Psychological Perspectives on Intimate Partner Violence
- LAST MODIFIED: 27 October 2016
- DOI: 10.1093/obo/9780199828340-0185
- LAST MODIFIED: 27 October 2016
- DOI: 10.1093/obo/9780199828340-0185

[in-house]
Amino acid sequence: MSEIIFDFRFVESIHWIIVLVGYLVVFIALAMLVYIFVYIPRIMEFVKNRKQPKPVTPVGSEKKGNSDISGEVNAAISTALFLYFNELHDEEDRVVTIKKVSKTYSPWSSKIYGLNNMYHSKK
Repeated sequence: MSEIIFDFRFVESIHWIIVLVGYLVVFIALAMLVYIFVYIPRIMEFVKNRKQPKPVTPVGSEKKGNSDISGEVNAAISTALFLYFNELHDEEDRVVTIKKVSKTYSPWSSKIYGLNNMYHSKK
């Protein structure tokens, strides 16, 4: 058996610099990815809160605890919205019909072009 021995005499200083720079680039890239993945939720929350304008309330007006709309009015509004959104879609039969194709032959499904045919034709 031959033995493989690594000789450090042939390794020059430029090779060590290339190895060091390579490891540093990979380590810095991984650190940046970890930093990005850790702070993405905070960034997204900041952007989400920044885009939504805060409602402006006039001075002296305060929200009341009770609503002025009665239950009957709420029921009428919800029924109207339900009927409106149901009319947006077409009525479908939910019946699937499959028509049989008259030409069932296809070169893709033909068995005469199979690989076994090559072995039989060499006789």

Intimate partner violence (IPV), which refers to acts or threats of physical, sexual, or psychological violence against a current or former partner, represents one of the greatest threats to the health and well-being of families and children worldwide. Although many of the psychological and physical ramifications of victimization by a violent partner are shared across contexts, it is critical to recognize that the cultural, social, and legal meanings and implications of victimization—and the access that survivors have to protection and support in the aftermath of violence—vary dramatically across contexts. Because of this, understanding the evolving history of IPV is necessarily context-specific, yet it is also important to recognize that there have been dramatic changes in policy in many nations since 2000 that have been motivated by growing awareness and advocacy. Examining contemporary research on IPV across contexts, a few summative points are evident. First, although the rates of bidirectional and male victimization vary across studies, women are generally victimized and injured at greater rates than are men—dramatically so in some contexts. The negative effects of IPV on mental health, physical health, and development are profound and long lasting. These negative effects are not only evident in women who are direct victims of IPV, but also “trickle down” intergenerationally, affecting the health and well-being of children, and there is strong evidence documenting serious and enduring effects of IPV on child witnesses. As discussed in more detail in the following sections, a substantial minority of IPV-exposed women have more than one violent partner in their lifetime, and these relationships often persist for years. Despite the wealth of research on the negative effects of IPV, intervention research is still in its nascency. There is relatively poor support for existing batterer intervention programs, especially those that are court-mandated and oriented toward identifying and changing stereotyped beliefs about gender relations. There is much stronger support for post-abuse care for survivors, with many available interventions demonstrating success in addressing depression and PTSD. Few of these interventions, however, have been evaluated outside of the global West. There is also little support for the effectiveness of programs with especially at-risk groups, such as IPV-exposed pregnant women. For child witnesses, several intervention programs are available, but it is not yet clear from existing research which are the most advantageous or what the primary agents of change within these programs are. This bibliographic review of the literature is designed to highlight contemporary research in the field of partner violence and discuss some of its key controversies. It should be noted, however, that a great proportion of the available research has taken place in Western countries. This is rapidly changing, however, and readers are encouraged to explore and update their searches regularly as new research emerges.